There are so many apps that “make teaching better” and we all know that most of those apps don’t serve that purpose for every teacher. Just like students learn differently, teachers teach differently. Three or four of the six people in my department use Edmodo which is a good platform for online discussion and work. I used it for a couple of years. Then I switched to Google classroom which another colleague was gung-ho about. It’s taken me some time to figure out the best way to incorporate Google classroom; I’ve ended up pairing it with Twitter for getting basic information out to my students and letting them know when to check their classroom for assignments. I allow students to turn in everything except essays as either handwritten assignments or digital submissions. There is no one true way to teach or to learn, but some ways are more effective than others.
Another tool I’ve taken to using this year is Flipboard. I’ve been using the app for myself for a couple of years. It’s a great place to store articles that I might want to use or reference or share later. This year I set up a magazine for my Honors Research Projects. Everything they sent to me got a brief read-over and the articles that were reliable were put into a new magazine for students to reference back to and pull from. I have everything in one place and it’s helped me figure out the process for future years. This is only the second time I’ve done the Honors Research Project.
Two years ago I got certified to teach WR115: Introduction to College Writing as a dual credit class (students get both high school and college credit). This is a foundational elective class that works on getting students ready for research, analysis, and argument at the college level. It fits perfectly in the high school classroom. Every year I tweak what we do to improve the skills sets students will have available at the end of the year. I am confident that any student who does all the writing assignments will become better at writing and be ready for WR121. Unfortunately, not every student sees themselves as college-bound, not every student enjoys writing, not every student is motivated to do more than get a C. I can and do push at them, but they don’t always respond well. Sometimes I let them make those choices for themselves with little argument from me. It’s their time to get used to making those choices.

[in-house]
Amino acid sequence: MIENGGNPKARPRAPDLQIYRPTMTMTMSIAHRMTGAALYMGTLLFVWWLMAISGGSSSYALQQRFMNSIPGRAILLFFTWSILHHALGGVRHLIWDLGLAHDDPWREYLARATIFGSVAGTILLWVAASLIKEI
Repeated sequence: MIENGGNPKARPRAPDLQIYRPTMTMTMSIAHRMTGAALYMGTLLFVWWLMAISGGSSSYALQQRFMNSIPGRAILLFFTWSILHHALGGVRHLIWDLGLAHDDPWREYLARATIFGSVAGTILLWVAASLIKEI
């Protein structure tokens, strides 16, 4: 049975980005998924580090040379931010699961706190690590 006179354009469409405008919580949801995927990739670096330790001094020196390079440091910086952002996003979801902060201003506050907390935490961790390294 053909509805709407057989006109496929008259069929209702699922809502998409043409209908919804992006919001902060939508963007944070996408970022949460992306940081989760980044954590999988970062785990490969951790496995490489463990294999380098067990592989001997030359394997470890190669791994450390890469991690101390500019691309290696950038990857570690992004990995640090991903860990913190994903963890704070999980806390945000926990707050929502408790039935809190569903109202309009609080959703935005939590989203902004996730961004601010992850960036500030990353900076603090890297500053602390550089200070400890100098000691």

Last year I got certified to teach WR121 (not an elective) through a credit-by-competency program with Eastern Oregon University, Blue Mountain Community College, and a wide network of rural high schools. Even though I was coming on board teaching the class a few years after its inception, there were ongoing issues with the process and with the shared grading. The passing rate wasn’t high across the group and it was even lower for first year teachers in the program. I spent a lot of time thinking about what to do differently this year. Unfortunately, WR121 is pretty easy for students to pass at the college level for several reasons: it is a truly different environment, one professor grades all their work and can see their improvement, and one professor versus three anonymous graders. I have been totally honest with my students about how challenging it is to pass the class; I also have a senior who took WR121 over the summer and told everyone what they did in class, what the assignments were, and why he thought it was easier. One big project versus six to eight smaller ones. The class time to focus on critical thinking and verbal analysis. The lower number of students in the college classroom helps too.
This year I reworked how I do everything in an effort to help students learn how to write and think the way they would need to in order to pass the portfolio (which primarily rests on the Research Project). I have fewer students attempting it, because their colleges won’t honor the credit, or they know they aren’t ready for the WR121 credit, or they’ve heard from various sources how much easier it will be to pass next year. We have spent so much time pushing students into this idea that they have to have college credit. We are in some ways retarding their growth. So many of the kids who are in upper level classes are afraid to branch out on their own in case it makes them look stupid; a fair share of other students hold onto “their knowledge” of “how things work” so that they too are locked in a shell. Teachers aren’t supposed to give too many Fs (as if we give the grades instead of recording the level and quality of work turned in) which means students get extended deadlines or chances to retake tests.
I keep thinking back to Neil Gaiman’s Commencement Speech at the University of the Arts in 2012 and his three important lessons for getting and keeping a job (forgive the paraphrasing)—1. Do good work. 2. Get the work done on time. 3. Be a good person to work with. He said that anyone who had two of the three would be fine. I tell my students they need all three, plus 4. Be willing to get help/learn something for the job. And, 5. Take responsibility for failures, learn from them, and the next time fail differently or fail better or don’t fail at all.